Local students visit to Kenya

This summer, an incredible group of students from The Weald School travelled to Kenya to help build safe and permanent classrooms for the local children. ‘Classrooms for Kenya’ is a charity set up by The Weald that has been transforming the lives of children in Kenya for 13 years. The Weald School raise funds for this project, which amount to approximately £20,000 every year. Most of the money is raised as a result of their annual sponsored walk, which all students and most staff participate in. Since 2006, almost 100 classrooms have been built for over 20 different schools.
As well as supporting the people and communities in Kenya, staff believe there is huge value for The Weald students too, which can’t be underestimated. Those who choose to travel to Africa behave selflessly in their fundraising, gain a wealth of new skills and experiences and come away from Kenya with memories which will last a lifetime.
Mr Neil Dixon, one of the school’s science teachers, detailed the experience: “As the plane touched down in the land that contains the bones of our great ancestors, there was a palpable sense of expectation amongst our large group. Nearly 50 in total, there were a lot of wide eyes and expectant faces looking around the Kenyan landscape. Then the questions began, “What time will we get to the hotel?”, “Will there be wi-fi?” “Where are the buses?” Those of us who had been to Kenya before replied with confidence “We don’t know, we’ll see” or “Not too sure, we’re running on Kenyan time now.” These responses were repeated throughout the trip, until eventually the questions about plans stopped and were replaced by observations about what they were experiencing or their surroundings instead, as they embraced this new culture and way of life.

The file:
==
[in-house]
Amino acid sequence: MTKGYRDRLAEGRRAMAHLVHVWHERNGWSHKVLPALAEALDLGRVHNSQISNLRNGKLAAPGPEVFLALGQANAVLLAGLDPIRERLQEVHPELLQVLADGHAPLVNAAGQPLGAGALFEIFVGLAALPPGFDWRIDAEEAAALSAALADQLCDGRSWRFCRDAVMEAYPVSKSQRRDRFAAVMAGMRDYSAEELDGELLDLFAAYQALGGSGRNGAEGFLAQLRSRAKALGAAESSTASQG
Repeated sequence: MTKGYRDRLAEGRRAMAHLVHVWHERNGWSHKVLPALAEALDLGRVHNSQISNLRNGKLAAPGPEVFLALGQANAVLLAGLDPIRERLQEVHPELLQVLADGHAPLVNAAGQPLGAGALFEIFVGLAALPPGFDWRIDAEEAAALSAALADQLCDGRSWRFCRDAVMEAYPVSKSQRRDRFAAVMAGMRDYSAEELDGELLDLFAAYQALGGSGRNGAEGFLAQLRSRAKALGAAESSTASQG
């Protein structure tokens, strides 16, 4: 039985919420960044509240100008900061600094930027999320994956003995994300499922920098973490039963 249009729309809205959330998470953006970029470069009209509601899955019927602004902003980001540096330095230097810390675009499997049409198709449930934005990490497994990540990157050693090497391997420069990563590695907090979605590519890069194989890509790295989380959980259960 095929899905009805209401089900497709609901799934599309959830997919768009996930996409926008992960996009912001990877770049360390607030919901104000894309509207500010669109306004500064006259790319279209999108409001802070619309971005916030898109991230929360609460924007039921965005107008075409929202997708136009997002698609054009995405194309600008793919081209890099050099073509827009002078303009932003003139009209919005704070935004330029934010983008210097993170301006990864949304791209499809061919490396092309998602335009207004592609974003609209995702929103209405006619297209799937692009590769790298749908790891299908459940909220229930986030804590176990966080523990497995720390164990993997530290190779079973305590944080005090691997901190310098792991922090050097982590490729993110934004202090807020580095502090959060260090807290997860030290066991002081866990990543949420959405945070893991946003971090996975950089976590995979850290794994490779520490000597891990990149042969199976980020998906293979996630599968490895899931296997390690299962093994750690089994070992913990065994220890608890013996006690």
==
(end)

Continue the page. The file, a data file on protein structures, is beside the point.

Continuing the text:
“An uneventful trip up from Nairobi saw us stop to view the wonder that is the Great Rift Valley, cross the Equator and get our first glimpse of the local wildlife in the form or zebras and baboons along the roadside. We passed the wondrous Lake Elementaita and finally arrived into the welcome arms of Theresa and The Karibuni.
“The first week was a blur of travelling to meet the schools we were building at, visiting the schools that were built at last year, visits to the baby orphanage for cuddles and evening entertainments (song battles, taboo, talent shows, Kenyan House Parties) and lots of brick laying! Morale was high with early morning running club pulling in a group of no less than 10 people one day.
“The first weekend saw us visit a successful rose farm who export to the U.K. regularly, before an evening meal of traditional food from the Trans-Nzgoia region in the house of Madam Sitti. The students showed their true colours, saying some lovely words about the generosity and welcome they had experienced from everyone since arriving in the region. Sunday saw us all attend church services in different locations, with one of the leaders nearly ending up coming home with more than they had bargained for, before a bit of market shopping and a BBQ.
“The second week saw the classrooms really taking on shape as the students started to plan colourful murals to paint as a memento for the primary school children to remember us by. Leaving them was emotional, saying goodbye to the teachers and students who we had got to know, exchanging gifts and an experience that we will all hold in our hearts forever.
“The final weekend saw us travel to Mount Elgon, the Nakuru National Safari Park and the Nakuru Lake Lodge for some more traditional tourist activities. Outside our hotel I led the students into the market and the world of haggling! They all came away happy with their purchases, one student particularly happy with getting a rare yellow Kenyan Football shirt for 500 Ksh when all his friends had paid 800 KSh or more.
“Our arrival in Nairobi was with mixed emotions. Everyone was looking forward to getting home to see their loved ones, but it was equally clear that some of us had formed a real attachment to this land of our ancestors.”

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